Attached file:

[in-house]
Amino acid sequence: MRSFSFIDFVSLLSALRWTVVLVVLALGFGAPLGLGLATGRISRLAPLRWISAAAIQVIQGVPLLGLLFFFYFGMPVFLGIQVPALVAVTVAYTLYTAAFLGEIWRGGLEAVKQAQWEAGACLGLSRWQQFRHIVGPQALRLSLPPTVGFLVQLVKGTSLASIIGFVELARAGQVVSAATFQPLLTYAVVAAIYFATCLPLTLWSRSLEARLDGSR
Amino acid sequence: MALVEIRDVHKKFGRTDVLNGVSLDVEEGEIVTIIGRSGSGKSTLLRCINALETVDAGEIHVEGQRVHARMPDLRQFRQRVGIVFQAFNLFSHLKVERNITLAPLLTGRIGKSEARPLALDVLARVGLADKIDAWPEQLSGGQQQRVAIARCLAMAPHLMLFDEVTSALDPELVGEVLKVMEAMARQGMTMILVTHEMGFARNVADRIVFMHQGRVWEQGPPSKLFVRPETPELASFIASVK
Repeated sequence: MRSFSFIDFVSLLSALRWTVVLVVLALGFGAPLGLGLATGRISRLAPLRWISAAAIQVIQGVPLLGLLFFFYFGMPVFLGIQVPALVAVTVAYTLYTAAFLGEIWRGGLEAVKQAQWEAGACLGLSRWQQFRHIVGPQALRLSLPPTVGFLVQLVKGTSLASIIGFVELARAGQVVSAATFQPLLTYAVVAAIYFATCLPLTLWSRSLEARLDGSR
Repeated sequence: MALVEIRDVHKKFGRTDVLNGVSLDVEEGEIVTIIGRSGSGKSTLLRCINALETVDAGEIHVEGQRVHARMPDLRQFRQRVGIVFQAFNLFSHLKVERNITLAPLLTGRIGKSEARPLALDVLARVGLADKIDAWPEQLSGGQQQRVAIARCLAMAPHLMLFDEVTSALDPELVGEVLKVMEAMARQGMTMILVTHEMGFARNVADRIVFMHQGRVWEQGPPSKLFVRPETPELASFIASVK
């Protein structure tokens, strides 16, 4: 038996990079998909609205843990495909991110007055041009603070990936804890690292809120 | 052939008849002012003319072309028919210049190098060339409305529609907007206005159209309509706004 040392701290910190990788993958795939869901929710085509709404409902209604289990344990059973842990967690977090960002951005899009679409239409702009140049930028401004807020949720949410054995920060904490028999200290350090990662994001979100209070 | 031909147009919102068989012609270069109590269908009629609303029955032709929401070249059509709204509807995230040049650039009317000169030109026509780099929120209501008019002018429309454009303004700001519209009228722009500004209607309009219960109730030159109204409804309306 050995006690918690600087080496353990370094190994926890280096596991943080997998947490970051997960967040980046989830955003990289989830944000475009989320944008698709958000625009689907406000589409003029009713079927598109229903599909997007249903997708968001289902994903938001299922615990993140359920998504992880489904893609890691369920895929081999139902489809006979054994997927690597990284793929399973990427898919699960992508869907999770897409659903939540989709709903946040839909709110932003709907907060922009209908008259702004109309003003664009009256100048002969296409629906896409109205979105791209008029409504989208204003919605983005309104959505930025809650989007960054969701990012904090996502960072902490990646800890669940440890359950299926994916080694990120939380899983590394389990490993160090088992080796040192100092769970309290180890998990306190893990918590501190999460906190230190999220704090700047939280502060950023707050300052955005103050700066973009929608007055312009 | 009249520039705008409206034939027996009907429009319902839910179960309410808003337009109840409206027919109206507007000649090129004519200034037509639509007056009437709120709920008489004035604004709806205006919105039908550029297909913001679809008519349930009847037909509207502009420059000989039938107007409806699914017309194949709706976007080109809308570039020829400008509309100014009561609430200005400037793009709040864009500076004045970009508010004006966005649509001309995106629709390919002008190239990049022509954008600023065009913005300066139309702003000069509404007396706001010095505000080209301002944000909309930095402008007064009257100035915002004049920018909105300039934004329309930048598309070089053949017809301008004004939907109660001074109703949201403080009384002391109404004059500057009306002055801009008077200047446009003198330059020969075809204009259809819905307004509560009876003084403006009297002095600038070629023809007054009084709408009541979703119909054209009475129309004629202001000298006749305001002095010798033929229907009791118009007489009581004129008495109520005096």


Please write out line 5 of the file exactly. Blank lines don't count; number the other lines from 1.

Repeated sequence: MALVEIRDVHKKFGRTDVLNGVSLDVEEGEIVTIIGRSGSGKSTLLRCINALETVDAGEIHVEGQRVHARMPDLRQFRQRVGIVFQAFNLFSHLKVERNITLAPLLTGRIGKSEARPLALDVLARVGLADKIDAWPEQLSGGQQQRVAIARCLAMAPHLMLFDEVTSALDPELVGEVLKVMEAMARQGMTMILVTHEMGFARNVADRIVFMHQGRVWEQGPPSKLFVRPETPELASFIASVK